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https://www.dresden.de/en/05/01/remembering-and-forgetting-problematic-memorials.php 20.07.2022 13:31:29 Uhr 07.12.2022 12:09:40 Uhr

Remembering and forgetting – problematic memorials

“Monuments usually say very little about what they represent or the people whose names are immortalised on them – but they say a great deal about the people who came up with/planned/drafted/designed/funded them, and about the people who have maintained the monuments in regular rituals since they were erected in an attempt to update the intended ‘meaning’ bestowed upon the memorial”.

(Prof. Dr. Alf Schönfeldt, Gegenwind, Zeitschrift für Politik und Kultur, No. 129, 1999)

A memorial is an expression of the collective memory of a certain social group, which may be anything from a club to an entire nation. What memorials look like and how the subjects they commemorate are viewed depends on the processes of change that societies go through over time. Historically, political upheavals have often led to monuments being removed or repurposed. This was the case with large numbers of monuments from the Nazi period after the Second World War, or with relics of the Soviet occupation and GDR in eastern Germany after its reunification with the west in 1990. Numerous war memorials can still be found dating from the period after the First World War, some of which employ forms of ideologised, politically loaded commemoration that have become an issue.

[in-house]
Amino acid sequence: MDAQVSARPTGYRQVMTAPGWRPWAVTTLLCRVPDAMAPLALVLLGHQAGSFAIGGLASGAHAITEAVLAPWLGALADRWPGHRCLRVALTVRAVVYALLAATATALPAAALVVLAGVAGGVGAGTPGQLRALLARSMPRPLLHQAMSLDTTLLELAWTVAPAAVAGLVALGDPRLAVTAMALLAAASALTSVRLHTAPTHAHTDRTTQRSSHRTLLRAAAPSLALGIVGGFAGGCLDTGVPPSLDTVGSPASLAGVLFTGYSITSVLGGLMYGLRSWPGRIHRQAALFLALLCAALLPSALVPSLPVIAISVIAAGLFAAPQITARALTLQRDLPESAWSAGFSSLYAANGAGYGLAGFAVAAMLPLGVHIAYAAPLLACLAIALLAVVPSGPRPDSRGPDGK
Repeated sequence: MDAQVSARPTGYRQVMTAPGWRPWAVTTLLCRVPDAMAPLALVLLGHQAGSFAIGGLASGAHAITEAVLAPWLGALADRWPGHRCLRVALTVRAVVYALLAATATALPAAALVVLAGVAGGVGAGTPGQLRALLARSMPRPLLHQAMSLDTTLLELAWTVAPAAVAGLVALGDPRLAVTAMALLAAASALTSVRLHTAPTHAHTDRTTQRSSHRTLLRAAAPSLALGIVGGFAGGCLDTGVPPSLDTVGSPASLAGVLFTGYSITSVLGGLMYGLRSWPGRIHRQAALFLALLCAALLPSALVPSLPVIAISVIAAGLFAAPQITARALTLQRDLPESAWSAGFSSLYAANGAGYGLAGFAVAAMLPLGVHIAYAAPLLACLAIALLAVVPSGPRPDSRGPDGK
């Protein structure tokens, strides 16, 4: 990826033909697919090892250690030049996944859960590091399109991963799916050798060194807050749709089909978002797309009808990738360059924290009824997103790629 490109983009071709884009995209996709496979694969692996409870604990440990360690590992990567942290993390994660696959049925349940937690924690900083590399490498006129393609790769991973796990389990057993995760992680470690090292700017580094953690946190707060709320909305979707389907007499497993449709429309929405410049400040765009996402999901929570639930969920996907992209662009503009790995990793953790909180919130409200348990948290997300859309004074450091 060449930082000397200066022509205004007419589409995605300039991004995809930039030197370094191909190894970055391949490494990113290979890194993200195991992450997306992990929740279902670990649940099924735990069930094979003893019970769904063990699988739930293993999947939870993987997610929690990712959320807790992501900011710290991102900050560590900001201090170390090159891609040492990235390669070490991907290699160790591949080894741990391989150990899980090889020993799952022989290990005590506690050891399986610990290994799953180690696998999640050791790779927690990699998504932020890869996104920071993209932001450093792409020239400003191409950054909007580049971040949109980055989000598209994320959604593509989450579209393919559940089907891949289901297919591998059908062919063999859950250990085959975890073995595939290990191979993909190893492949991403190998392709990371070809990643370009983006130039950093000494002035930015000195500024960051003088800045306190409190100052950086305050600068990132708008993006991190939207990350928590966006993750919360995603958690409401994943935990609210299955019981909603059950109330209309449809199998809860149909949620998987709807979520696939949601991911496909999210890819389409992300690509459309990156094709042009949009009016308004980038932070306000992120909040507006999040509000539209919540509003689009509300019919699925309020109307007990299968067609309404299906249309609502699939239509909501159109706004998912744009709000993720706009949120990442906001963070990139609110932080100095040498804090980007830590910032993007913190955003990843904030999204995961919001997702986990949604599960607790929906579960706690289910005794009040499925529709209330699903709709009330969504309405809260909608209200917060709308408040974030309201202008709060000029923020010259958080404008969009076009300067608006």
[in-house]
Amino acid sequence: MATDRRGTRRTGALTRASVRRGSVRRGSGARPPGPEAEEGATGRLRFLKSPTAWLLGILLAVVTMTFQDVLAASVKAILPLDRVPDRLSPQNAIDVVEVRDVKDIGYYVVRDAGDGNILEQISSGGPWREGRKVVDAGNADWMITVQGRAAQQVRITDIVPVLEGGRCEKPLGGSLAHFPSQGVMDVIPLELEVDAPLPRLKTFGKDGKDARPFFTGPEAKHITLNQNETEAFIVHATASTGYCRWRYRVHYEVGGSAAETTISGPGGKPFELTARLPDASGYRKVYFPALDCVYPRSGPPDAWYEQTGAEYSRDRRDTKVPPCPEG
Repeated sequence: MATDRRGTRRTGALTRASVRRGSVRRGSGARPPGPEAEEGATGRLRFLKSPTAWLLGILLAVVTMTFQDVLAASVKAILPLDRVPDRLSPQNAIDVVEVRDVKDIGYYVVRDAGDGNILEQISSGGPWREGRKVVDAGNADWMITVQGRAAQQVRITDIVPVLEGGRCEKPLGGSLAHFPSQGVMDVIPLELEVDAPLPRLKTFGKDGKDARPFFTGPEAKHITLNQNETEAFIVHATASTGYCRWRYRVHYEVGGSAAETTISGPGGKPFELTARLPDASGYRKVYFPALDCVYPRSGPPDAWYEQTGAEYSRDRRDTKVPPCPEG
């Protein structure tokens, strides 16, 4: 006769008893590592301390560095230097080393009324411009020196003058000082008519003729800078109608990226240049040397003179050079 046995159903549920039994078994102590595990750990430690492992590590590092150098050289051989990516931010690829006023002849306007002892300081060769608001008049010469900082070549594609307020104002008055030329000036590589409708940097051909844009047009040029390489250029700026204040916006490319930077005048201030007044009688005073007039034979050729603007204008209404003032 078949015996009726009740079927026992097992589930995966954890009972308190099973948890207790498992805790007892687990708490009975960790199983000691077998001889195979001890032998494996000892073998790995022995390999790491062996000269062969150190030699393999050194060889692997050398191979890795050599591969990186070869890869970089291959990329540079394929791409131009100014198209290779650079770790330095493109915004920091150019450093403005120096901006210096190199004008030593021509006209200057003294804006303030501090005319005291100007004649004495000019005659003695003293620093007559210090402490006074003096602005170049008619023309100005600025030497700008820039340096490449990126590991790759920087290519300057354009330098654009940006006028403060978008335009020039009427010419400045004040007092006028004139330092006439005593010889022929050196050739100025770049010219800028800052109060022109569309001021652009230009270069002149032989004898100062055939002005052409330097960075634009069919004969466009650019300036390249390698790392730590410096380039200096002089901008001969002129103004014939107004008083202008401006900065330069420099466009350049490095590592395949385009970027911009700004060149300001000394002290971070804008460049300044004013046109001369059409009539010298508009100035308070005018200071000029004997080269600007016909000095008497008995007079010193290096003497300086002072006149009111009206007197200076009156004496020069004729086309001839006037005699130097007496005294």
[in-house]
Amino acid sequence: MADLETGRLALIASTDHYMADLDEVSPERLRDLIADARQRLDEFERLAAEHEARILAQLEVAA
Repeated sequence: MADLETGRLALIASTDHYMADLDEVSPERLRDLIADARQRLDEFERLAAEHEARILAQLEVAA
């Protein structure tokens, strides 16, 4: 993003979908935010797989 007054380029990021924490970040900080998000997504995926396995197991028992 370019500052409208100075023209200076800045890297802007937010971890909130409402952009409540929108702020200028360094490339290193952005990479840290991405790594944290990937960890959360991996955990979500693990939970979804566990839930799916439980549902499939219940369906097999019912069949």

One example is the commemorative obelisk in the Dresden district of Nickern. Built in October 1920 in memory of the 18 soldiers from Nickern who fell in the First World War, after the bombing of Dresden in 1945 the obelisk was dedicated instead to the victims of the aerial attacks on Dresden, in an inscription reflecting the politics of commemoration at the time: “1945, 13 February – We remember the victims of the Anglo-American bombing terror” is written on one side of the obelisk. The inscription on another side says: “That their eternal peace has meaning // is thanks only to our will // our doing” (altered around 1946/47).

This project was sponsored and kindly supported by the Commissioner for Integration and Foreigners and by the Commissioner for People with Disabilities/Seniors of the State Capital Dresden.

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